This makes sense: with so much money to be made from social media, and many of the methods to grow your following mapped out in widely-available books and online guides, nurturing your social media presence has a professional incentive that often fosters a professional approach. But what doesn’t get mentioned as much is how social media has changed the fundamental nature of popularity by presenting it through a nerd’s-eye-view.

Popularity Is Now Quantifiable

Popularity, as NY Mag points out, used to have an intangible, unquantifiable quality to it. On social media, however, it’s the opposite: easily measured in followers, likes, retweets and all those other metrics that marketers use to calculate engagement. They can be tallied up, assessed and ranked.

It’s cold and logical, like mathematics, because it’s pretty much a digital simulation of human interaction by tech geeks. Social media is how socially-awkward Silicon Valley programmers imagine that socializing looks like in the real world. The accumulation of popularity on social media works much like a video game: with the correct input – a pithy tweet, a sexy Instagram photo, a cat video – you’re rewarded with the positive reinforcement of engagement, and the more engagement you get the more “popular” you are.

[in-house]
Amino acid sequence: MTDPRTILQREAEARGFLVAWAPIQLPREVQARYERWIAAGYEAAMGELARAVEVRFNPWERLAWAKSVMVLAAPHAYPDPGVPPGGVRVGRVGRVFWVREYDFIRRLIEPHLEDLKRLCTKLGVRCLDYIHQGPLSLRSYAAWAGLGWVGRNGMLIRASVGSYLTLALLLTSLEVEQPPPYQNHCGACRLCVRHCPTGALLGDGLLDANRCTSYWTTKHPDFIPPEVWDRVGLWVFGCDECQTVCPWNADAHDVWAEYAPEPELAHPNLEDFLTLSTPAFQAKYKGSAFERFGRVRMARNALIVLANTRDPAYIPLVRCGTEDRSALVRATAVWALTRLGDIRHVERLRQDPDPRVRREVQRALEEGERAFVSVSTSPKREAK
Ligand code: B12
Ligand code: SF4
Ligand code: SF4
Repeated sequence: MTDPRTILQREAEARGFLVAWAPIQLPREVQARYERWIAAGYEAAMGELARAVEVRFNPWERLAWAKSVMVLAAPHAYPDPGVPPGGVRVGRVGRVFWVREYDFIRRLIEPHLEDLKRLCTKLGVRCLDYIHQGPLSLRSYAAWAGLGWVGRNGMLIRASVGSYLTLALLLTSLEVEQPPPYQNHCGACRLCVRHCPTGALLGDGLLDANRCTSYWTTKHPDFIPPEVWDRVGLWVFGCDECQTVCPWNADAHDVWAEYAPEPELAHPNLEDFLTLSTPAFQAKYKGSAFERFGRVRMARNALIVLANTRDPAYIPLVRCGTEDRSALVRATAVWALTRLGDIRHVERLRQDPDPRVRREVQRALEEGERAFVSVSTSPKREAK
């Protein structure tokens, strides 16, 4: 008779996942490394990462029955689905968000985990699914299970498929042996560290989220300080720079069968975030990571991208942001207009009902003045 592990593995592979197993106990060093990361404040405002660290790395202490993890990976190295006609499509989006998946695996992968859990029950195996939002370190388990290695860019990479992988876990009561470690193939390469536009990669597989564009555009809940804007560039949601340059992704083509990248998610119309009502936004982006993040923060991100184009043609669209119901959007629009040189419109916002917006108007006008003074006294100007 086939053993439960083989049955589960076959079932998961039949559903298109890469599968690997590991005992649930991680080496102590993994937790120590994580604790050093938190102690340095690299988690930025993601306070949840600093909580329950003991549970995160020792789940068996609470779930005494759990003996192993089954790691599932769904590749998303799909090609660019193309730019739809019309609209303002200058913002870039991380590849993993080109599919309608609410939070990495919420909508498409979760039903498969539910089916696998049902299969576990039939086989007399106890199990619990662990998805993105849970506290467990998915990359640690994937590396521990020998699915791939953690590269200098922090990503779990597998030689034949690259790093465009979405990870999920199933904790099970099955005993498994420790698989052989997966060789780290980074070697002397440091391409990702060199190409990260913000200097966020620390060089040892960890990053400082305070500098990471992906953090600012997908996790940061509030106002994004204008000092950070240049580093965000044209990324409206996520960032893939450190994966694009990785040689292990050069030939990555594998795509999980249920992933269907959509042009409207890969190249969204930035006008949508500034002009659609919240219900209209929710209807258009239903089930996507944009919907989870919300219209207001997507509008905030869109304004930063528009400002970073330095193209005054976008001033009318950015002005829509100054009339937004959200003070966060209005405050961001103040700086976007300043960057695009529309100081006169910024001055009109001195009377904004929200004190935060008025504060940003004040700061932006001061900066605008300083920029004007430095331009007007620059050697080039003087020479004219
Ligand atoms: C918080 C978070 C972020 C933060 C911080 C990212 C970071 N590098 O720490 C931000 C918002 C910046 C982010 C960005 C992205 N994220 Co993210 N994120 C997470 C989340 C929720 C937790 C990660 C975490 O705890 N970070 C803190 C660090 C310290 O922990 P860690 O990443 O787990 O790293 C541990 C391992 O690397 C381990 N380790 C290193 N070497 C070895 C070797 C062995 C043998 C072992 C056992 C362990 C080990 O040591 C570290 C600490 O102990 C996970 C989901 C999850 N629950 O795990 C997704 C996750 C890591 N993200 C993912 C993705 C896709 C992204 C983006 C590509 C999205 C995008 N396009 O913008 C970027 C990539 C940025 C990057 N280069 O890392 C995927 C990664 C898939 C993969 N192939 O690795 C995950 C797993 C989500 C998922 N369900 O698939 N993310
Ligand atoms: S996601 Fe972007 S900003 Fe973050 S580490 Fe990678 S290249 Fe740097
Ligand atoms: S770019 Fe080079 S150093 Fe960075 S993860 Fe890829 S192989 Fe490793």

It’s all as binary as a computer’s code and doesn’t take into account the many intangible X-factors that define IRL, flesh-and-blood popularity: charisma, social intelligence, learned behaviors, peer approval, genetics and countless other variables. Not that this is much of a surprise: after all, I doubt that Mark Zuckerberg got many nominations for prom king, and if The Social Network is anything to go by, he seems to have less friends than I have Snapchat followers (I don’t have Snapchat).